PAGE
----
Politics & Economy

Sri Lanka: The intentions behind the land grabbing process

Introduction

In the so-called ‘post-war’ Sri Lanka context, land grabbing, Sinhalization and military occupation of the Tamil nation have become pivotal points in the political development discourse. The deep concerns that exist amongst the majority of the Tamils, which are directed towards their present and future existence, are these same issues.

The political discourse within the international community is unable to keep pace with the real-time implementation and effects on the ground. The international community continues to talk about reconciliation and the Sri Lankan state seems keener on Sinhala settlements and militarization in the Tamil nation. All three actors have not only different aspects but their own interests as well. For the Tamil people living in the Northeast of the island, the apparent predominant concern is the ability to retain a dignified life; now and into the future. Having said so, this article analyses the real intention behind the land grabbing process being accelerated by the Sri Lankan State, particularly since the end of Eelam War IV in May 2009.

Interpretation

When the brutal war on the island came to end in May 2009, over 146,679 Tamil people, were still unaccounted. Crucial stakeholders of the ethno-political conflict of Sri Lanka thought that it heralded an opportunity for reconciliation between the polarized communities to build durable peace on the island.

In contrast, the Sri Lankan regime began building military bases, Sinhala settlements, Buddhist statues and stupas in the North East of the island. The Government that brought in the disastrous Sinhala Only Act in 1956 seemed to believe that the time for full level implementation and reactivation of the Act had arrived after nearly a four-decade hiatus. Thereby deliberately targeting the Northeast. Out of a total land mass of 65,619 sq km, the Tamils inhabited 18,880 sq km of land in the north and east, but after May 2009, the Sri Lankan Armed Forces have come to occupy more than 7,000 sq km of Tamil land.1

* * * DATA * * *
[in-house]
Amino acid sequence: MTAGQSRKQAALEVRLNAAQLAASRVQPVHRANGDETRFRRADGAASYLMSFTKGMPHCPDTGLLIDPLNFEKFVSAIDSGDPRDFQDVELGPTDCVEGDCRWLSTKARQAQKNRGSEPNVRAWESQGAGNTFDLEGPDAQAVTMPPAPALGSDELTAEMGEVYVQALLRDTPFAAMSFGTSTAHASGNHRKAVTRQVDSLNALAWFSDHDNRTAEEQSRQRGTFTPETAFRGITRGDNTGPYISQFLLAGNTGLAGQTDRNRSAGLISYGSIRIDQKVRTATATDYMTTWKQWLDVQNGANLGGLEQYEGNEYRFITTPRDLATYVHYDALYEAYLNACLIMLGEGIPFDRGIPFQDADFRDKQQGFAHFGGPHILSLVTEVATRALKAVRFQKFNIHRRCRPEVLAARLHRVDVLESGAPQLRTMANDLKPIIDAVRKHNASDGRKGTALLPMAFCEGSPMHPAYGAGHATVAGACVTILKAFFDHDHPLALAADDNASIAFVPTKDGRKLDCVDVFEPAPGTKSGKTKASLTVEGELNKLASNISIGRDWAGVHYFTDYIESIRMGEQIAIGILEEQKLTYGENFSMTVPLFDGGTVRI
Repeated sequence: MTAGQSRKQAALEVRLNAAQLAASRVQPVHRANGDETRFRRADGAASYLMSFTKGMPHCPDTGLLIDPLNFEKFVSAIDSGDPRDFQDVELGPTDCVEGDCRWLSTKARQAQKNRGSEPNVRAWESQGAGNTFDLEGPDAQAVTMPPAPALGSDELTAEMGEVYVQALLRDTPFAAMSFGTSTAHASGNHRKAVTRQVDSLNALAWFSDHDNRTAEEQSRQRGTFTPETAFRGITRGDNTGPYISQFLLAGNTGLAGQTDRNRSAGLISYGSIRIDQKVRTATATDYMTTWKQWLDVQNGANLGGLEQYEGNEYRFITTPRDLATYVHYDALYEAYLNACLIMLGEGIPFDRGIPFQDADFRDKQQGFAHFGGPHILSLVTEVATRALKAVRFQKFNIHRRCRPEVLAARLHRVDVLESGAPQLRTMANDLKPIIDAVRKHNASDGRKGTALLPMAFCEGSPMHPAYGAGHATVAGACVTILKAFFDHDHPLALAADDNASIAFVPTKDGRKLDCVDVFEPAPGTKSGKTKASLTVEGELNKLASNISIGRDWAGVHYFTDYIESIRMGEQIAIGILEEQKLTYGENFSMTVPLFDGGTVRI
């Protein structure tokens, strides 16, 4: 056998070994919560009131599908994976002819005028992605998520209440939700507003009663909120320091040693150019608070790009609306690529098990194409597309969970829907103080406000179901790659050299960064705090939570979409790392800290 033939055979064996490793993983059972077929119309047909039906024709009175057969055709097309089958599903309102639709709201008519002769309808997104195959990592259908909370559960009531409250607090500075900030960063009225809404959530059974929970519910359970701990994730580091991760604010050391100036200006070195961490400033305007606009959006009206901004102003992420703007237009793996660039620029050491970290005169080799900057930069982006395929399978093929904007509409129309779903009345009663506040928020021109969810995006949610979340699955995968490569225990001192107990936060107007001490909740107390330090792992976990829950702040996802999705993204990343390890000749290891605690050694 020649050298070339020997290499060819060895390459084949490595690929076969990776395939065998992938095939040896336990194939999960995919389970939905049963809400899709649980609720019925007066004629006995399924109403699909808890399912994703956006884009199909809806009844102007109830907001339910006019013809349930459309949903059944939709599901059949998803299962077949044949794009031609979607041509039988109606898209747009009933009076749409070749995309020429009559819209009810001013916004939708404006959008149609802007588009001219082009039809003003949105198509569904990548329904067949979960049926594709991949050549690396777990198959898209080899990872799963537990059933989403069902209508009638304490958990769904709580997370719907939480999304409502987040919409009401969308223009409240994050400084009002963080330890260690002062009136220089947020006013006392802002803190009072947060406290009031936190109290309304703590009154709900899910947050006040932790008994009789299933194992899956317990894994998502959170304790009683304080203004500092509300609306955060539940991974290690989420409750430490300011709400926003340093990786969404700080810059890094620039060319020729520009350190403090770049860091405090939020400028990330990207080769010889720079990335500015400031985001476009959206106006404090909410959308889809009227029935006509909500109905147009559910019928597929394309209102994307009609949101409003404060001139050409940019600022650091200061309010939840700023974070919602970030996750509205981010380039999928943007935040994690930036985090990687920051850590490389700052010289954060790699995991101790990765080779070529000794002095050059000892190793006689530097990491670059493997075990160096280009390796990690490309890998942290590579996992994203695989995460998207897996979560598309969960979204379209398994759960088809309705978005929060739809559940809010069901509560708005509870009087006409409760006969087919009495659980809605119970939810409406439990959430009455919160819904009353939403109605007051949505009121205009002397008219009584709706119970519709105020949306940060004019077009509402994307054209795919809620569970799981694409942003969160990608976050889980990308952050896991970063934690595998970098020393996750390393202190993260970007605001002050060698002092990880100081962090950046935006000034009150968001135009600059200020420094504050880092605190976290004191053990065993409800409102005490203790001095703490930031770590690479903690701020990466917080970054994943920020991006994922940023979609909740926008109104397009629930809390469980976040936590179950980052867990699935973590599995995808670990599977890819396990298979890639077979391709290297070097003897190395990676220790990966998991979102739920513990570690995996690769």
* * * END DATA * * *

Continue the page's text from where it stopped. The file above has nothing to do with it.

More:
Latest data reveals that at least 6,069 acres of public and private lands are occupied by the Sri Lankan Armed Forces (SLAF) for the purpose of opening up Sinhala colonies in the Vanni region. It is worth noting that this excludes already occupied lands in Jaffna region and the ‘Eastern province’.2 There is an official process, which indicates that 6,400 acres of civilian land will be seized for military purposes in Jaffna HSZ.3 People also complain that Sinhala Buddhist archaeologists are engaged in nefarious activities of Sinhalization. They are said to be visiting Tamil areas and 'excavating' Buddha statues that they themselves had planted earlier. The purpose of this exercise is allegedly to claim that the territory in question had been a Sinhala Buddhist area. The Sri Lankan regime has proclaimed that they ‘liberated’ the Tamil people through a so-called ‘humanitarian operation’. If indeed that is the case, the question arises as to why they believe there is a need to deploy the notorious military throughout the Northeast in such a large scale and appoint war criminals as governors of the region? 85,000-86,000 soldiers are at present in the North and East.4

This number does not include the separate deployment of a Task Force in the East, and of the Navy and the Air Force. The Sri Lankan Army is comprised entirely of Sinhalese, and the people of the North are almost entirely Tamil.5 The military’s increasing control of administrative decisions in the North and East, including distribution and use of land, has turned the issue of land ownership into a deeply politicized and ethnically-charged one. Administrative and developmental decisions in North-East Sri Lanka are frequently taken by the military in consultation with the Presidential Task Force for Resettlement, Development and Security (PTF) and the military is involved in various committees set up as a result of the September 2011 government policy regarding land in the North East. Furthermore, the military continues to impose restrictions on humanitarian, developmental and psychiatric social work, accentuating existing resentments and impeding quick recovery of the civilian residents. The presence of large numbers of army personnel, particularly in the north, has increased the vulnerability of women to violence and other forms of abuse including rape.6